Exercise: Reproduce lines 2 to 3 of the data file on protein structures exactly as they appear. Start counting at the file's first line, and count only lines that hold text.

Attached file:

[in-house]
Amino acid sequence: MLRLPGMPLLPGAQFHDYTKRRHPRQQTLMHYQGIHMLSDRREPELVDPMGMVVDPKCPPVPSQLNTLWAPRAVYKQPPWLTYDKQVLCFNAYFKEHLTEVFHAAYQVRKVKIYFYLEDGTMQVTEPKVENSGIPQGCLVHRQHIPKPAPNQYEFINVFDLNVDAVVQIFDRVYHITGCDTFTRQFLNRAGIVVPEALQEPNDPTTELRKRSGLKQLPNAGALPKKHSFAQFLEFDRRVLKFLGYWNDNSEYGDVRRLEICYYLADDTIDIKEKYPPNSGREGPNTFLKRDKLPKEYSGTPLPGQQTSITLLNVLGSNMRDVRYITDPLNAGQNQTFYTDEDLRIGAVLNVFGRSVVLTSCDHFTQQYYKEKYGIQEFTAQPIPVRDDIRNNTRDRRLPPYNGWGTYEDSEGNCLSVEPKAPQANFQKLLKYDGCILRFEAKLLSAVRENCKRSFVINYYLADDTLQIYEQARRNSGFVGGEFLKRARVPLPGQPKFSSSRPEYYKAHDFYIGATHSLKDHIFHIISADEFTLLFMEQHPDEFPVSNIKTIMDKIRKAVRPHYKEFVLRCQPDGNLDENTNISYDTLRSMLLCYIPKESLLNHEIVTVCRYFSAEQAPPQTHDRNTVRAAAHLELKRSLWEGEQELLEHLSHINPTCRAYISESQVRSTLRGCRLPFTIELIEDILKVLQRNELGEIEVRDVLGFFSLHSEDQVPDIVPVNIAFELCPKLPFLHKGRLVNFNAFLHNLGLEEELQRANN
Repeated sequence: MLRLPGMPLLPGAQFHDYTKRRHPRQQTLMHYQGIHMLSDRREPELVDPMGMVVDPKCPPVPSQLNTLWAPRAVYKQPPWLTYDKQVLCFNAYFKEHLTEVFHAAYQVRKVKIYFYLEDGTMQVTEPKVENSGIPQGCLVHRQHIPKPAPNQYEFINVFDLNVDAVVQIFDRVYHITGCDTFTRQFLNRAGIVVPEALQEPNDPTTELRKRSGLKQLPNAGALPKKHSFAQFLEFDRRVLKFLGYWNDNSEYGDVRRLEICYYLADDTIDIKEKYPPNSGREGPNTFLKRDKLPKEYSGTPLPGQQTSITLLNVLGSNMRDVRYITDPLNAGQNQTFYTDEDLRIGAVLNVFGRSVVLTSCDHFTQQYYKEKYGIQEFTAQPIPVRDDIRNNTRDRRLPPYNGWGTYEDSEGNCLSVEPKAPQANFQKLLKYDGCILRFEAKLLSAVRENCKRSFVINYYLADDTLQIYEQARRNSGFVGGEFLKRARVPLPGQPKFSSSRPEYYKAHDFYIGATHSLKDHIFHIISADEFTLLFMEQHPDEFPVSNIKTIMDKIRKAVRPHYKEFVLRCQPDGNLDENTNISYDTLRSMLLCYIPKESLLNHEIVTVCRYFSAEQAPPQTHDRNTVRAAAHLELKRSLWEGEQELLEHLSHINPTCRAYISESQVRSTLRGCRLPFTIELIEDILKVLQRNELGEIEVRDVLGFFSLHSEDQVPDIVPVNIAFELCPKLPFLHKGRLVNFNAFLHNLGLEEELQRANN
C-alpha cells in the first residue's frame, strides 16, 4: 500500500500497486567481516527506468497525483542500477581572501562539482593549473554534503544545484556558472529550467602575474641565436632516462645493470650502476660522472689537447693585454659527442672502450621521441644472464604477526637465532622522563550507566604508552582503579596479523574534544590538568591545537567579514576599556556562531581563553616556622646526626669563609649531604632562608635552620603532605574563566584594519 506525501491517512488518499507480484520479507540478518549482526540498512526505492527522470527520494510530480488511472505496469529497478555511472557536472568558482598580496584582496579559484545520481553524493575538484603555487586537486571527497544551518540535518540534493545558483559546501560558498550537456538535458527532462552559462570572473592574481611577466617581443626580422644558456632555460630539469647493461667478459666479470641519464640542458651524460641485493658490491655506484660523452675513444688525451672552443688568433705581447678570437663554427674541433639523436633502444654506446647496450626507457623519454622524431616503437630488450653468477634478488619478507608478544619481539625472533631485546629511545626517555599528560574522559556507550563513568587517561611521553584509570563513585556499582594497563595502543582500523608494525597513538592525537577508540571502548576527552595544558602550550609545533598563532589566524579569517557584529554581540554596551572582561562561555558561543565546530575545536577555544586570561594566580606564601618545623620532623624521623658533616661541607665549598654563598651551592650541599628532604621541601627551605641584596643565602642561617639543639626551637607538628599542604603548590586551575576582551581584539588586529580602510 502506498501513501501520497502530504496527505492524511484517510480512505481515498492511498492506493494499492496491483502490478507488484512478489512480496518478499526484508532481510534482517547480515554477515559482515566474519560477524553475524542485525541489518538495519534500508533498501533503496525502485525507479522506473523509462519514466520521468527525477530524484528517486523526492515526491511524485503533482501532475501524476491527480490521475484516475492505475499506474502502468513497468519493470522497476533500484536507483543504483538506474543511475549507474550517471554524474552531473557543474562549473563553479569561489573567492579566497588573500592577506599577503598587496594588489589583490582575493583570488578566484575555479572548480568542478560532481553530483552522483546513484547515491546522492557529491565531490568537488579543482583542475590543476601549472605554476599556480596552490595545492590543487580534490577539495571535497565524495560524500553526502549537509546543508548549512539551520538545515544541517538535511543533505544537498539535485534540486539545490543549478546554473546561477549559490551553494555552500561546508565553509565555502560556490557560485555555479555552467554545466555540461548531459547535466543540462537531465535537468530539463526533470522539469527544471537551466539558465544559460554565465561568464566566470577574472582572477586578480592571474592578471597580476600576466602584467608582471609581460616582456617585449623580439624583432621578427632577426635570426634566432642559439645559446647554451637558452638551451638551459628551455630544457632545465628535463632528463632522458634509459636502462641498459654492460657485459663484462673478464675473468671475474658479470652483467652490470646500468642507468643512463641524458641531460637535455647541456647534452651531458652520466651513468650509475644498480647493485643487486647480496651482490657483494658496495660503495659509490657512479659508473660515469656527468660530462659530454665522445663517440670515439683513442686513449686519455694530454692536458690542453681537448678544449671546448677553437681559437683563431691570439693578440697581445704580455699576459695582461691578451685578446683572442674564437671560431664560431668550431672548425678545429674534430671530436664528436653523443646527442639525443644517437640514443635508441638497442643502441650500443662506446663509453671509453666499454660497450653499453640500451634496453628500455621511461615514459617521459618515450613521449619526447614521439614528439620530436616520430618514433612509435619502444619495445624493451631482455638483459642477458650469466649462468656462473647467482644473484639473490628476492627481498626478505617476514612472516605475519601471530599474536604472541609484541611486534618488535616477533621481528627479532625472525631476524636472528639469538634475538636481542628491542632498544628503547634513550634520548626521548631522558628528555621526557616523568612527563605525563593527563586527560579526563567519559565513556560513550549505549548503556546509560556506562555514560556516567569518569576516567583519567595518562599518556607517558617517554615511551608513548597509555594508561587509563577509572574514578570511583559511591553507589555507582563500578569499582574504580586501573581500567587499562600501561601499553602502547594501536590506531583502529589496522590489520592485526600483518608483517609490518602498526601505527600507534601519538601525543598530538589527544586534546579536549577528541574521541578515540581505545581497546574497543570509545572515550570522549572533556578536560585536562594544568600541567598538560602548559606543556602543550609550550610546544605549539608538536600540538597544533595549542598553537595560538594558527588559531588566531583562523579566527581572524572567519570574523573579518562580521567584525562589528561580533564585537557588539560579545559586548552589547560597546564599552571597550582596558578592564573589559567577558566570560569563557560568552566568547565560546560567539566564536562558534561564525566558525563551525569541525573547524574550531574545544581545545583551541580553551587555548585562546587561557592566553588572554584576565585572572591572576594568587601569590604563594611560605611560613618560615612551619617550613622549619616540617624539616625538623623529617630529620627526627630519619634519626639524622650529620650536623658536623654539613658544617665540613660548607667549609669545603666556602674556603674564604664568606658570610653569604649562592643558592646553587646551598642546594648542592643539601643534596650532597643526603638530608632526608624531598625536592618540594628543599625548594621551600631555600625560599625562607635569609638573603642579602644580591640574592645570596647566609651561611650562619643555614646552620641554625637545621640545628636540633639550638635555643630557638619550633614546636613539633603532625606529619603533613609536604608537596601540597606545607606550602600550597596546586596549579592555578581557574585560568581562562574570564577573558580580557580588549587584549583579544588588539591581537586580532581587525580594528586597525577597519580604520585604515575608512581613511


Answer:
Amino acid sequence: MLRLPGMPLLPGAQFHDYTKRRHPRQQTLMHYQGIHMLSDRREPELVDPMGMVVDPKCPPVPSQLNTLWAPRAVYKQPPWLTYDKQVLCFNAYFKEHLTEVFHAAYQVRKVKIYFYLEDGTMQVTEPKVENSGIPQGCLVHRQHIPKPAPNQYEFINVFDLNVDAVVQIFDRVYHITGCDTFTRQFLNRAGIVVPEALQEPNDPTTELRKRSGLKQLPNAGALPKKHSFAQFLEFDRRVLKFLGYWNDNSEYGDVRRLEICYYLADDTIDIKEKYPPNSGREGPNTFLKRDKLPKEYSGTPLPGQQTSITLLNVLGSNMRDVRYITDPLNAGQNQTFYTDEDLRIGAVLNVFGRSVVLTSCDHFTQQYYKEKYGIQEFTAQPIPVRDDIRNNTRDRRLPPYNGWGTYEDSEGNCLSVEPKAPQANFQKLLKYDGCILRFEAKLLSAVRENCKRSFVINYYLADDTLQIYEQARRNSGFVGGEFLKRARVPLPGQPKFSSSRPEYYKAHDFYIGATHSLKDHIFHIISADEFTLLFMEQHPDEFPVSNIKTIMDKIRKAVRPHYKEFVLRCQPDGNLDENTNISYDTLRSMLLCYIPKESLLNHEIVTVCRYFSAEQAPPQTHDRNTVRAAAHLELKRSLWEGEQELLEHLSHINPTCRAYISESQVRSTLRGCRLPFTIELIEDILKVLQRNELGEIEVRDVLGFFSLHSEDQVPDIVPVNIAFELCPKLPFLHKGRLVNFNAFLHNLGLEEELQRANN
Repeated sequence: MLRLPGMPLLPGAQFHDYTKRRHPRQQTLMHYQGIHMLSDRREPELVDPMGMVVDPKCPPVPSQLNTLWAPRAVYKQPPWLTYDKQVLCFNAYFKEHLTEVFHAAYQVRKVKIYFYLEDGTMQVTEPKVENSGIPQGCLVHRQHIPKPAPNQYEFINVFDLNVDAVVQIFDRVYHITGCDTFTRQFLNRAGIVVPEALQEPNDPTTELRKRSGLKQLPNAGALPKKHSFAQFLEFDRRVLKFLGYWNDNSEYGDVRRLEICYYLADDTIDIKEKYPPNSGREGPNTFLKRDKLPKEYSGTPLPGQQTSITLLNVLGSNMRDVRYITDPLNAGQNQTFYTDEDLRIGAVLNVFGRSVVLTSCDHFTQQYYKEKYGIQEFTAQPIPVRDDIRNNTRDRRLPPYNGWGTYEDSEGNCLSVEPKAPQANFQKLLKYDGCILRFEAKLLSAVRENCKRSFVINYYLADDTLQIYEQARRNSGFVGGEFLKRARVPLPGQPKFSSSRPEYYKAHDFYIGATHSLKDHIFHIISADEFTLLFMEQHPDEFPVSNIKTIMDKIRKAVRPHYKEFVLRCQPDGNLDENTNISYDTLRSMLLCYIPKESLLNHEIVTVCRYFSAEQAPPQTHDRNTVRAAAHLELKRSLWEGEQELLEHLSHINPTCRAYISESQVRSTLRGCRLPFTIELIEDILKVLQRNELGEIEVRDVLGFFSLHSEDQVPDIVPVNIAFELCPKLPFLHKGRLVNFNAFLHNLGLEEELQRANN